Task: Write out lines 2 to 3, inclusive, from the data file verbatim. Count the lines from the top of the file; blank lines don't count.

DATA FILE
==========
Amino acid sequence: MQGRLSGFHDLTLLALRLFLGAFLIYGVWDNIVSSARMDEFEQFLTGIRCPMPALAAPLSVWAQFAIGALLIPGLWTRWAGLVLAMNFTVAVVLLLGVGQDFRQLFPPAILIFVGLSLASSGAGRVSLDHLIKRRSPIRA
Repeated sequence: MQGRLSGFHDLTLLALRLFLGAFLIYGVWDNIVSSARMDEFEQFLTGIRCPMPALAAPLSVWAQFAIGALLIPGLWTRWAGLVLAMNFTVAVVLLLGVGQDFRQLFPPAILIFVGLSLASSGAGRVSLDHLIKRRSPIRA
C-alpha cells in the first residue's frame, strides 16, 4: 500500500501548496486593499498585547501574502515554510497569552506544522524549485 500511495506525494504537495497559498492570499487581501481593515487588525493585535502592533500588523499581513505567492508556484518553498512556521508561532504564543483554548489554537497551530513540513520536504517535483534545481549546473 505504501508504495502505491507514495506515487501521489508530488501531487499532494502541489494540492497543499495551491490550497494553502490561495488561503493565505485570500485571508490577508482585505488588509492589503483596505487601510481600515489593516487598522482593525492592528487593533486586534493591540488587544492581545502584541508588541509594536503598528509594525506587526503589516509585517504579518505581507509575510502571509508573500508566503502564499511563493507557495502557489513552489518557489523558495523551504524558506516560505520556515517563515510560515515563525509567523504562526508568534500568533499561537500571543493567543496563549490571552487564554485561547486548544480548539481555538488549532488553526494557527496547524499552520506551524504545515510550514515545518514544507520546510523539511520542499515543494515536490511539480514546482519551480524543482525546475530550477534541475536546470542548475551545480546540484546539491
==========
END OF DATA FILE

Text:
Repeated sequence: MQGRLSGFHDLTLLALRLFLGAFLIYGVWDNIVSSARMDEFEQFLTGIRCPMPALAAPLSVWAQFAIGALLIPGLWTRWAGLVLAMNFTVAVVLLLGVGQDFRQLFPPAILIFVGLSLASSGAGRVSLDHLIKRRSPIRA
C-alpha cells in the first residue's frame, strides 16, 4: 500500500501548496486593499498585547501574502515554510497569552506544522524549485 500511495506525494504537495497559498492570499487581501481593515487588525493585535502592533500588523499581513505567492508556484518553498512556521508561532504564543483554548489554537497551530513540513520536504517535483534545481549546473 505504501508504495502505491507514495506515487501521489508530488501531487499532494502541489494540492497543499495551491490550497494553502490561495488561503493565505485570500485571508490577508482585505488588509492589503483596505487601510481600515489593516487598522482593525492592528487593533486586534493591540488587544492581545502584541508588541509594536503598528509594525506587526503589516509585517504579518505581507509575510502571509508573500508566503502564499511563493507557495502557489513552489518557489523558495523551504524558506516560505520556515517563515510560515515563525509567523504562526508568534500568533499561537500571543493567543496563549490571552487564554485561547486548544480548539481555538488549532488553526494557527496547524499552520506551524504545515510550514515545518514544507520546510523539511520542499515543494515536490511539480514546482519551480524543482525546475530550477534541475536546470542548475551545480546540484546539491